Boards have three primary roles they have to set policies, make strategic and significant decisions, and oversee the activities of the organization. A well-written policy can help a board focus its efforts, prevent repetition of efforts and maintain the essential (but often thin) line between oversight and management activity.

Effective boards should be able to identify and address evolving mission-critical issues. To accomplish this, boards must have access to as much precise and complete information as possible. This can include detailed reports on budgets and expenditures, financial statements along with annual and quarterly performance results as well as narrative reports on internal operations and programs and much more. It’s important for a board to be capable of communicating the narrative presented by these data.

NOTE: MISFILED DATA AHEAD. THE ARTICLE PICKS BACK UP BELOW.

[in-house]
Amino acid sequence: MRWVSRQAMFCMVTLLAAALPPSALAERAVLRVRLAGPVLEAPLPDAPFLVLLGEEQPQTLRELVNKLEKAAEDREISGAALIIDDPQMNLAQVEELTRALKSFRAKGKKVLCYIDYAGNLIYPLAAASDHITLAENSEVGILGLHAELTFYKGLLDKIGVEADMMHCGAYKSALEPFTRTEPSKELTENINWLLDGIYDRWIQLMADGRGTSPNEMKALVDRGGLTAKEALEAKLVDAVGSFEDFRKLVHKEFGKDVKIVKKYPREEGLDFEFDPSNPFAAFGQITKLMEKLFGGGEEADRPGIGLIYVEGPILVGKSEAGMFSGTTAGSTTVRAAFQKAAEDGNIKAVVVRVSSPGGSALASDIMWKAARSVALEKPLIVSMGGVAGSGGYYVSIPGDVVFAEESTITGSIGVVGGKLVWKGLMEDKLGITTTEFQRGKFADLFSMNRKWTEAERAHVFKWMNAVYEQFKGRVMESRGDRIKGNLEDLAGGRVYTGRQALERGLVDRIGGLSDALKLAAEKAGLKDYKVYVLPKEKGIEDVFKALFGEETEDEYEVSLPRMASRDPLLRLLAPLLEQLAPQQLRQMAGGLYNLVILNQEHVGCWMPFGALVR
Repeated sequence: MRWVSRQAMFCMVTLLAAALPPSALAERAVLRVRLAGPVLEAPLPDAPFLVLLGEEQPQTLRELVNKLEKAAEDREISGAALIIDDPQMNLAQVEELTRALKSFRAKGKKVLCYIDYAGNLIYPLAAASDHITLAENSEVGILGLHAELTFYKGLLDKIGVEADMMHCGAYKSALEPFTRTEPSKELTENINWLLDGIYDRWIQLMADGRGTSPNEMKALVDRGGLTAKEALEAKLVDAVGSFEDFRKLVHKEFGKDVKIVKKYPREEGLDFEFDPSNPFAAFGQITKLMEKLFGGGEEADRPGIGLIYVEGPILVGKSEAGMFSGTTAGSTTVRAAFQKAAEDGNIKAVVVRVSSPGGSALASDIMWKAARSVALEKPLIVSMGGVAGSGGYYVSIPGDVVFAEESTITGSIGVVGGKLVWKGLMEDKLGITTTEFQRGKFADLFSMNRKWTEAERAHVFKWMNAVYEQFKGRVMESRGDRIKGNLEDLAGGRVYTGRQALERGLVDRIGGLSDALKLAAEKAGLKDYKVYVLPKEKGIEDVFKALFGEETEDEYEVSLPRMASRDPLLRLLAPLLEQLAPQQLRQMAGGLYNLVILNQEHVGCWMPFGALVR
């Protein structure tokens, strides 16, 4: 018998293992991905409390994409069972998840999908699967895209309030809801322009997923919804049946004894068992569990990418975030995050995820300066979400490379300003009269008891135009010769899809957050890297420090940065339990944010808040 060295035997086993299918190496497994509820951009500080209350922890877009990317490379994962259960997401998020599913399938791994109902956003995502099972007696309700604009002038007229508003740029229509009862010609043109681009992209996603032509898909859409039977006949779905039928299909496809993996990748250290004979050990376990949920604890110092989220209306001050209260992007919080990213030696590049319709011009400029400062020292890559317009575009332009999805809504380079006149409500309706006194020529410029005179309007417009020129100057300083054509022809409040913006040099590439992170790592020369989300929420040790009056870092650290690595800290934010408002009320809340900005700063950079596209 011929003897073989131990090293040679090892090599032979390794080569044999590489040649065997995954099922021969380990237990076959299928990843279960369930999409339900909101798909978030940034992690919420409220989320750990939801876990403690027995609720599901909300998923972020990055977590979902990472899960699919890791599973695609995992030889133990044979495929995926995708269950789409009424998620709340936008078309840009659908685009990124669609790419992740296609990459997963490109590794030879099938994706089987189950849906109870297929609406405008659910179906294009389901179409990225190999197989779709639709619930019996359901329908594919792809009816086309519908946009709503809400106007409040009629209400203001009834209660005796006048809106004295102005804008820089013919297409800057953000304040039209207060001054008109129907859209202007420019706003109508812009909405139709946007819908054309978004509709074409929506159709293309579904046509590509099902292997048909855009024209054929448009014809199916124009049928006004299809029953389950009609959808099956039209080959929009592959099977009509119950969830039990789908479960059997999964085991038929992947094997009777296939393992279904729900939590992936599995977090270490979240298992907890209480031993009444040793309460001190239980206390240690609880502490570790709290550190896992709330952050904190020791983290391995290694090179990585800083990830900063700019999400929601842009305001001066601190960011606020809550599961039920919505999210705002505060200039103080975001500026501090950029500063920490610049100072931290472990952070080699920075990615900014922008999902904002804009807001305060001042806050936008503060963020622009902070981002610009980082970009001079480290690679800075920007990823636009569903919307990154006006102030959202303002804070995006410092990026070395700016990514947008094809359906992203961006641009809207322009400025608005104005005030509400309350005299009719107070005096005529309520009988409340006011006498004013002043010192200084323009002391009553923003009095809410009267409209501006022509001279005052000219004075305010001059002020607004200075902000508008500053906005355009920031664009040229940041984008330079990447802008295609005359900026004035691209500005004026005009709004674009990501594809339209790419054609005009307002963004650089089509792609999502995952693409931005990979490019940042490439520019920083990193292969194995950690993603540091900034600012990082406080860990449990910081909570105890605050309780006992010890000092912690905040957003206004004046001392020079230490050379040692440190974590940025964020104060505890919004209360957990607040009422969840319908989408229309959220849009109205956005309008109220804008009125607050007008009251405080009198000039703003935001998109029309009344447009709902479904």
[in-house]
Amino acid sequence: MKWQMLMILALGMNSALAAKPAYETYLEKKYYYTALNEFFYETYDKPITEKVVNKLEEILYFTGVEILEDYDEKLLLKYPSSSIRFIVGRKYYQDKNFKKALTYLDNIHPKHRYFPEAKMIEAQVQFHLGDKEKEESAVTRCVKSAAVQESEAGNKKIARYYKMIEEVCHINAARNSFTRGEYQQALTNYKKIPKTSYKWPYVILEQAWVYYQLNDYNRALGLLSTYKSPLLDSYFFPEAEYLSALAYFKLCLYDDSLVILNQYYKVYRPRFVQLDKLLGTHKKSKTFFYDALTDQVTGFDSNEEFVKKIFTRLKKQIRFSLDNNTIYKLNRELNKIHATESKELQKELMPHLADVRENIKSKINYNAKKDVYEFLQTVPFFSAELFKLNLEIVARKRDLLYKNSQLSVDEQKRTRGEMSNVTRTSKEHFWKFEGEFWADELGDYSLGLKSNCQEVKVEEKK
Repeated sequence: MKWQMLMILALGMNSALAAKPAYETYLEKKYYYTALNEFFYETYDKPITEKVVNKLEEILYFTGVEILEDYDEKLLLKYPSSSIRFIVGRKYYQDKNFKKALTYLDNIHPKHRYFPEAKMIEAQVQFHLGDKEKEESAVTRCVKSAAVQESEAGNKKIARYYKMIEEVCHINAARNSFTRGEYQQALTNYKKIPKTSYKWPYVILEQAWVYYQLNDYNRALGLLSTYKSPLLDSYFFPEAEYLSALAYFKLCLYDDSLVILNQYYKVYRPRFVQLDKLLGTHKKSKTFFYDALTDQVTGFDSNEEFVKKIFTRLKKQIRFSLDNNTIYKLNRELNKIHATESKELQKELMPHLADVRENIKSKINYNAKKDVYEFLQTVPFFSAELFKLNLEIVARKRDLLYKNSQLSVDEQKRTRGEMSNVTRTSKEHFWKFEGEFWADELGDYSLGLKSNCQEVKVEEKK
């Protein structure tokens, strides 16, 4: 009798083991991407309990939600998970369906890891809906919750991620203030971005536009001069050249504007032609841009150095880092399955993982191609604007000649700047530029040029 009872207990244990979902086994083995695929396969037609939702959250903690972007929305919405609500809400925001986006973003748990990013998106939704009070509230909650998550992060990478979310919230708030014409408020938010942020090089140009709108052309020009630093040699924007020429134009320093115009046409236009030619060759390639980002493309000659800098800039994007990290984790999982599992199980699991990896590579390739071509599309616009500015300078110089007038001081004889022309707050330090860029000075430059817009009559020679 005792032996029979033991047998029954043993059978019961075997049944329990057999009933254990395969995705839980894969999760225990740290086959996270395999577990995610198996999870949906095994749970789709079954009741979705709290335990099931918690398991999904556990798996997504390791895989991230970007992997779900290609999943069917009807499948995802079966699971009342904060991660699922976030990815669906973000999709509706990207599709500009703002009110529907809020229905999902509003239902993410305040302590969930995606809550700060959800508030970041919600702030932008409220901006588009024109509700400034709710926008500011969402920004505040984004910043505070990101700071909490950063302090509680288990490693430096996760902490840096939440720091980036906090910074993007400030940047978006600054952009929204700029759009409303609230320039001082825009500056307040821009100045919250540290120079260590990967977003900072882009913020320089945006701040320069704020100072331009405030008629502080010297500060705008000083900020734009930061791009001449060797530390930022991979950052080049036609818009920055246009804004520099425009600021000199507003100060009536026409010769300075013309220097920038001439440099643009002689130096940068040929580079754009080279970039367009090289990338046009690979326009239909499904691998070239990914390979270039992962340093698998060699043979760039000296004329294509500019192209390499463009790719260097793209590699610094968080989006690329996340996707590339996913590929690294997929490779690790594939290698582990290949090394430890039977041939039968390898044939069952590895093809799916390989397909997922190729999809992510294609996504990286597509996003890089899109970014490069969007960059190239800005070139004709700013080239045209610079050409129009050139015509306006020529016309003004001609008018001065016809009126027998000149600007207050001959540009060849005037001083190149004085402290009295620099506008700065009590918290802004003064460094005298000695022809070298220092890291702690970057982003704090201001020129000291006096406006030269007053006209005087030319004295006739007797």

Board members should be able discuss controversial and difficult issues, even if this causes tension within the group. It’s important for directors to have the freedom to challenge one another and play a variety of roles on the board – the ruthless cost cutter, the damn-the-details big picture guy, or the split-the-differences peacemaker. Playing different roles allows directors to have a more complete view of the options available to the board.

While it’s commonly assumed that good boards have board members with a lot of personal stake in the business but research suggests that this isn’t an indicator of distinction. For instance, the boards of failed companies and those of highly admired corporations had roughly the same number of outsiders. The key seems to be the process of making decisions and communicating a company’s strategy and potential risks, as well as the quality of communication.